American Airlines plans to shrink management and support staff roles by 30 per cent in response to the Corona crisis according to an internal memo sent to staffers on Wednesday detailing the job losses. American told affected employees that despite a multi-billion dollar federal assistance programme, the airline would be forced to reduce its cost structure in the medium and longterm in order to weather the COVID-19 pandemic.
Like many airlines, the Dallas Fort Worth-based carrier said that meant cutting its most significant expense – “the cost of compensation and benefits”. The letter grimly warned staffers: “…we must plan for operating a smaller airline for the foreseeable future”.
Despite talk of a small recovery being witnessed in the aviation industry, passenger numbers are still way down and much of American’s aircraft fleet remains grounded. The number of passengers that passed through TSA security checkpoints at America’s airports in a day hit nearly 14 per cent of last year’s numbers on Monday but has since dropped back down to less than 11 per cent.
American doesn’t anticipate those numbers levelling off for at at least two to three years and as a result expects to be flying around 100 fewer, mostly widebody, aircraft next summer. “…running a smaller airline means we will need a management and support staff team that is roughly 30% leaner,” yesterday’s memo explained.
Employees have been given a simple choice: Voluntarily choose an ‘early out’ or take a chance and risk being made redundant. Workers will only have until June 10 to opt for the early-out programme and ‘involuntary separations’ will be communicated at some point in July if enough people don’t voluntary leave the airline.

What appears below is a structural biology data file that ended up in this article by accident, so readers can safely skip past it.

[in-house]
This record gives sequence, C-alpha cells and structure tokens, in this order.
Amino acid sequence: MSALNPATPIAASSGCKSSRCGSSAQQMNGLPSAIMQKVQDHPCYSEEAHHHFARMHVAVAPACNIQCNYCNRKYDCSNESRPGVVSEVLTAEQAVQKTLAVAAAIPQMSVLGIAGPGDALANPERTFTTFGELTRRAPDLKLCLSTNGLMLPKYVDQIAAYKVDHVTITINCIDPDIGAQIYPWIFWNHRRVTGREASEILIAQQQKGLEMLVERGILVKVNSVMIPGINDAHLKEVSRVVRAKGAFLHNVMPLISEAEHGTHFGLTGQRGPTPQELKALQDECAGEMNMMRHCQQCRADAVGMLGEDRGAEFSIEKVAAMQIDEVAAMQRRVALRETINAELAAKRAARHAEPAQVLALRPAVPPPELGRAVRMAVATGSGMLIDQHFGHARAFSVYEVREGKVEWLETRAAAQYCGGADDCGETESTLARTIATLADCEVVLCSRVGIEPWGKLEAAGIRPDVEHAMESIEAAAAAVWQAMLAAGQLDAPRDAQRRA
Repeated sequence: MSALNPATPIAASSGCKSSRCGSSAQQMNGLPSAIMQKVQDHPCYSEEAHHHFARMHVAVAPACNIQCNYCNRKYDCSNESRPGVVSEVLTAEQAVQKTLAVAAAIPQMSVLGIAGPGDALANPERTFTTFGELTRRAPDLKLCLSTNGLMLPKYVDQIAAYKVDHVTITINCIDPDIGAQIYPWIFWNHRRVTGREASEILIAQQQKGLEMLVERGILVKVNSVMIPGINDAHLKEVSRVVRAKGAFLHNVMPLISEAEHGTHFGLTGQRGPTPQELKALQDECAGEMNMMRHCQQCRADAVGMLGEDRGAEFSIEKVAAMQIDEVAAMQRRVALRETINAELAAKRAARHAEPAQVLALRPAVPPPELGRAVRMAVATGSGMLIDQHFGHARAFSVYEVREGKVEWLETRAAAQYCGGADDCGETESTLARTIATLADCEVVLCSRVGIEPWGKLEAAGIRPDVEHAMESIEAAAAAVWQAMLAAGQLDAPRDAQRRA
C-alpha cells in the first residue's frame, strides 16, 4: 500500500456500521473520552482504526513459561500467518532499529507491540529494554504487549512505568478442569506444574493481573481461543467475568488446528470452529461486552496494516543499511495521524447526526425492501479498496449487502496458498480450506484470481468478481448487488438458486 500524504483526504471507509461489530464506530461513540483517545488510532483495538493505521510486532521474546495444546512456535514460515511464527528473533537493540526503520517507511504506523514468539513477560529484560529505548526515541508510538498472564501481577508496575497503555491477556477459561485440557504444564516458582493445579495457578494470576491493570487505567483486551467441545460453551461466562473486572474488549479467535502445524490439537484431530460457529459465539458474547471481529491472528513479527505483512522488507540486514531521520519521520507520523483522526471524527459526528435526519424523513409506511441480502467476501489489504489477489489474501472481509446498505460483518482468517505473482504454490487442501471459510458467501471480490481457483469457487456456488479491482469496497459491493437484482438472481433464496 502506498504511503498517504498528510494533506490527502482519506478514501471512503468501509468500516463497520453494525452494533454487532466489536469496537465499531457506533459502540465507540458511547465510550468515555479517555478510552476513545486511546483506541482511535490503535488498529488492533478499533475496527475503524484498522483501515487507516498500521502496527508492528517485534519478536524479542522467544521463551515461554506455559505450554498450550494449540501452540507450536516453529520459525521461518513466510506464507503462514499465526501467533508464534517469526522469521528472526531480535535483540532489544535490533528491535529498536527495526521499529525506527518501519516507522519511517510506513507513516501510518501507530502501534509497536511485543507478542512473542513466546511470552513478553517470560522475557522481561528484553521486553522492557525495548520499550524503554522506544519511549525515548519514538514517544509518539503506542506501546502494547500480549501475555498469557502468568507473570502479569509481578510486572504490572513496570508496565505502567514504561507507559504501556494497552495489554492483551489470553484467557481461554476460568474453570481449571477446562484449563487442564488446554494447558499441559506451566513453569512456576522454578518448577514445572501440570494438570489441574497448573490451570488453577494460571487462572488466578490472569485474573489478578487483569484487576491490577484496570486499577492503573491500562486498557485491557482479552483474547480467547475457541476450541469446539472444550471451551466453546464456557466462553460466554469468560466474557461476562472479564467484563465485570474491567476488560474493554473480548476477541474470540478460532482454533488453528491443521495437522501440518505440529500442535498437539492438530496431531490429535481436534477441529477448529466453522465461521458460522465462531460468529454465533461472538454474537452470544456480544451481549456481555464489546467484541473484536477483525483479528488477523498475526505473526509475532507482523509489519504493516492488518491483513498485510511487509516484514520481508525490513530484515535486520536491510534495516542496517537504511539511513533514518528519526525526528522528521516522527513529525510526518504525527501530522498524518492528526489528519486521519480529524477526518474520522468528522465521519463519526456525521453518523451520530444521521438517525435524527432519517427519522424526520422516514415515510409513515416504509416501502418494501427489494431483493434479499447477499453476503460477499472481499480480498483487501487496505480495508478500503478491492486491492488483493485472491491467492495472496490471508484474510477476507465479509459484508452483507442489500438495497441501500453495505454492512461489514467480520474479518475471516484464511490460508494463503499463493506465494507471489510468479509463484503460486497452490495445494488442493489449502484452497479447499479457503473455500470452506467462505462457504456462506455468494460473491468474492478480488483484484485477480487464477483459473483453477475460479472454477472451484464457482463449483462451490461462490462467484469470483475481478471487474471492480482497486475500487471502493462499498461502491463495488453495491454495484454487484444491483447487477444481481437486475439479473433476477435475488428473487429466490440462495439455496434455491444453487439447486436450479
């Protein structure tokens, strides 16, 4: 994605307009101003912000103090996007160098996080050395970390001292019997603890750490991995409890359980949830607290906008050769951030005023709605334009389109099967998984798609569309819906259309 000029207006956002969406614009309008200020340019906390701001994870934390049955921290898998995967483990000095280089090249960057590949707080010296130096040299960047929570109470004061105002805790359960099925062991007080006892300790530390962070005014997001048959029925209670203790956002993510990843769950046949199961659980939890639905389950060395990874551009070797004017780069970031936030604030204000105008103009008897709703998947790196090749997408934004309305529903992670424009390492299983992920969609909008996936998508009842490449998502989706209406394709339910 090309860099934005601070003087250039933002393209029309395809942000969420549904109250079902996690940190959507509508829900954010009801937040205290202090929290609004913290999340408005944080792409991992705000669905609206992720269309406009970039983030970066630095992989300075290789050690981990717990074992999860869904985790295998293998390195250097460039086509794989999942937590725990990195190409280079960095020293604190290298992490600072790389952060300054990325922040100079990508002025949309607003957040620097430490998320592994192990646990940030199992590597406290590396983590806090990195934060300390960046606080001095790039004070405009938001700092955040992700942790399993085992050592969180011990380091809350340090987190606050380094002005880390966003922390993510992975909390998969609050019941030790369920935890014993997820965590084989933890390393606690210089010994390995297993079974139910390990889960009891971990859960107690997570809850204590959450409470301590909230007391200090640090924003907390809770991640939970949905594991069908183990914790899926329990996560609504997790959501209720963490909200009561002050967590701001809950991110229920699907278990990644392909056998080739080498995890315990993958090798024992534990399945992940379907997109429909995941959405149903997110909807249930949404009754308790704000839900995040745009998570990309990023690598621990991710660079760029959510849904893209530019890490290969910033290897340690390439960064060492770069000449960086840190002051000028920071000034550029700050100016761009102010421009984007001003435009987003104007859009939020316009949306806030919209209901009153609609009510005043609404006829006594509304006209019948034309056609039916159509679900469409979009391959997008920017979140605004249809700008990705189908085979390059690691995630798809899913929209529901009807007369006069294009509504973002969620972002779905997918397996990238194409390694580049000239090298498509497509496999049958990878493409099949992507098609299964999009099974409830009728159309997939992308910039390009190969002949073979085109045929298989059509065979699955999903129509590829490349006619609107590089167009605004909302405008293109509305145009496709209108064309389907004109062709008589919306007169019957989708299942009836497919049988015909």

American will be unable to make anyone redundant until October 1 because of its commitment for receiving $5.8 billion as part of the Trump administration’s Coronavirus Aid, Relief and Economic Security (CARES) Act.
While this is the first time American has announced the possibility of forced redundancies as a result of the Coronavirus outbreak, this announcement is unlikely to be the last and soon the focus will fall on frontline employees:
“Once we ensure we have the right size and structure in place for our MSS team, we can begin the work for our frontline team, recognizing that we will be a smaller airline, with fewer routes and fewer flights. While we are still working through the details of our future schedule, we plan to open a new voluntary leave and early-out program for frontline team members in June.”
The airline cautioned that its goal was to avoid involuntary redundancies through a combination of early outs and unpaid leave of absence but reminded staffers: “This is a goal, though, not a commitment, and a stretch goal at that”.
Mateusz Maszczynski honed his skills as an international flight attendant at the most prominent airline in the Middle East and has been flying throughout the COVID-19 pandemic for a well-known European airline. Matt is passionate about the aviation industry and has become an expert in passenger experience and human-centric stories. Always keeping an ear close to the ground, Matt's industry insights, analysis and news coverage is frequently relied upon by some of the biggest names in journalism.